Owners failed to follow government directive
The Goa State Tourism Department is set to put in motion the process to take over the possession of MV Leela, a casino vessel owned by the former Haryana Minister Gopal Kanda, as its owners failed to comply the directives to tow the vessel from its current position of anchorage in the Mandovi.
Notice to management
Director of Tourism, Nikhil Desai, told The Hindu on Friday that they have issued notice to the management of the vessel over a month back asking it to remove the vessel from its current position as it was causing hardship to movement of traffic, besides there was every possibility of it breaking from the anchorage and causing damage to life and property.
The notice was issued under the provisions of the Tourist Places (Protection and Maintenance) Act, but the management of the vessel, whose casino licence had expired, failed to obey the directions forcing the government to take pre-emptive action.
Mr. Desai said the Tourism Department will next ask the Magistrate to take over the possession of the vessel and tow it away from its current anchorage point and keep it at a safe place to avert any damage to life and property. The cost of removal of the vessel and its safekeeping would be recovered from the owners as provided in the Act.
New vessel row
With the advent of a new mega vessel MV Horseshoe in the Mandovi last week, the Chief Minister is once again at the receiving end of the anti-casino gambling brigades.
They have issued him a deadline of four months to move out all casino vessels from the river. His statement said that all casino vessels would be moved out during his present term, which has nearly four years to go, has impressed none.
He said on Wednesday that he had asked the Law Department to study the legal provisions and present a report to him as to whether the new vessel belonging to Delta Corporation Limited can be issued a licence to operate a casino. Sources in the State Law Department, however, said no file had been received in this regard till Friday.
The agitators, led by Sabina Martins of Bailancho Saad, women’s collective, are concerned that the vessel is believed to be three to four times the size of Casino Royale (four decks) which it seeks to substitute.
This vessel holds 1,500 gaming positions with 155 tables and 250 slot machines.
“According to me, the MV Horseshoe is presently just a ship and not an offshore casino as being made out by some people, even if it is fitted with the gambling equipment,” the Chief Minister told presspersons early this week.
“Unless and until gambling operations start on any vessel through a valid licence, it cannot be called an offshore casino,” he said. Moreover, he clarified that the permission to anchor the vessel in the Mandovi was given considering the monsoon, which could hit the State any time.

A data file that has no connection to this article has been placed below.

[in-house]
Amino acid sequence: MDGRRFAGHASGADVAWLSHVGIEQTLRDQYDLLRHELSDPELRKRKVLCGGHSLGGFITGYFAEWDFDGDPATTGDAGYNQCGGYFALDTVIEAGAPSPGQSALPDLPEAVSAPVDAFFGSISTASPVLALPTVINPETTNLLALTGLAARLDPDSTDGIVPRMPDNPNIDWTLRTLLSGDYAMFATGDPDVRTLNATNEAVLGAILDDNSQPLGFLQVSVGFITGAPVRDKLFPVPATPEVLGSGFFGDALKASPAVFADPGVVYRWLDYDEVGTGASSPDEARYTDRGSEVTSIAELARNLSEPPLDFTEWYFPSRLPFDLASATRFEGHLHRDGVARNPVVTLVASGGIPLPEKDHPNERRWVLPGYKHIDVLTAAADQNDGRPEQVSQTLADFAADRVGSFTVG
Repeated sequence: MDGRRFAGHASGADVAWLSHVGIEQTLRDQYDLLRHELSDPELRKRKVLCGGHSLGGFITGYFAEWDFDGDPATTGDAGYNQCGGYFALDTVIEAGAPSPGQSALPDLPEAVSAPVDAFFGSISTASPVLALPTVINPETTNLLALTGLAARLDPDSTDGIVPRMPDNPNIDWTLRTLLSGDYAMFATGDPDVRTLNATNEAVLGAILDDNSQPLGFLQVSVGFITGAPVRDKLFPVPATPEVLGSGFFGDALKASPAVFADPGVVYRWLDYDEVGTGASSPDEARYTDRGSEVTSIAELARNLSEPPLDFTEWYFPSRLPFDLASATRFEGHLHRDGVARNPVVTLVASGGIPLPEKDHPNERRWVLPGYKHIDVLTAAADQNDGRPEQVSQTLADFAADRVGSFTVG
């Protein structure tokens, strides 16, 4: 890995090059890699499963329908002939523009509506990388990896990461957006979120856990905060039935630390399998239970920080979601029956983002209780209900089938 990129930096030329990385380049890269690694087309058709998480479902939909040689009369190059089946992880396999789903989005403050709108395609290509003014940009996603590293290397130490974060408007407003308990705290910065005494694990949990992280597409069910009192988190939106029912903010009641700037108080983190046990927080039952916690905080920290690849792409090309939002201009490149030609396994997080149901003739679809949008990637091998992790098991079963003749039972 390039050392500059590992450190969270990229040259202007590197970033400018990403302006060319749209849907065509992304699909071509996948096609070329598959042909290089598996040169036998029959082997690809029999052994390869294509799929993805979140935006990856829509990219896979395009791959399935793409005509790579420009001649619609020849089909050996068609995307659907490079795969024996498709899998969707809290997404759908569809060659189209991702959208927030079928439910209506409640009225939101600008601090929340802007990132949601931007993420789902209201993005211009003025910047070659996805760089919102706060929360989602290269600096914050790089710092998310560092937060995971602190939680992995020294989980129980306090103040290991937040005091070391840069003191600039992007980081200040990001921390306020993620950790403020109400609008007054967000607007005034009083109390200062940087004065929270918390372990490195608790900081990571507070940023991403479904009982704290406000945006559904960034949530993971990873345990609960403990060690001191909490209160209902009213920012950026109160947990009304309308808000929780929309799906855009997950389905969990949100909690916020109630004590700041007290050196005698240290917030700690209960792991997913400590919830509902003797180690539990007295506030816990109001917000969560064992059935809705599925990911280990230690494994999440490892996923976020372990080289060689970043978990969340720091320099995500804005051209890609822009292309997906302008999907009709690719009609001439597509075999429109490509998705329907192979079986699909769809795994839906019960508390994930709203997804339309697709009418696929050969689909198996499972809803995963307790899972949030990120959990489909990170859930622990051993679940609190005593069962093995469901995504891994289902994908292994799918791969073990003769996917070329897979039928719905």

While the agitators are getting anxious, Mr. Parrikar said he needed some time to put in place the mechanism of Gaming Commission to regulate the casinos. His amendments to the Goa Public Gambling (Prevention) Act passed a few months back mooted the idea of a Gaming Commissioner and other regulatory mechanisms are still to be notified.
Senior officials of the Home Department said the government was processing the application of the Delta Corporation Ltd., the owners of MV Arabian Sea King, a floating casino, for transferring its licence of casino operation to the new vessel, MV Horseshoe. Jaydev Mody’s Delta Corporation Ltd. holds three of the five operational offshore casino licenses in Goa. It operates MV Arabian Sea, Casino Royale and Caravella.
The management of MV Arabian Sea King had informed the government that it would like to replace the old vessel used as floating casino with the new one, and that the licence for operating casino be granted for the same.
As regards permitting the new vessel to enter the Mandovi, the officials said the management of the vessel sought special permission from the Captain of Ports (CoPs) stating that after the monsoon sets in it would not be able to possible to bring the vessel until after the end of monsoon session because of formation of sand bar. Sources in the Captain of Ports (CoPs) Department insist the permission was granted after due permission from the government.
The government charges a licence fee of Rs. 6.5 crore per offshore casino, per year. Plus the casinos pay entry fee which Mr. Parrikar brought down from Rs. 2,000 by previous government to Rs. 500 inviting ire of the anti-casino activists.
‘Remove the vessel from its current position as it is causing hardship to movement of traffic’ Activists set a deadline of four months to move out all casino vessels from the Mandovi
‘Remove the vessel from its current position as it is causing hardship to movement of traffic’
Activists set a deadline of four months to move out all casino vessels from the Mandovi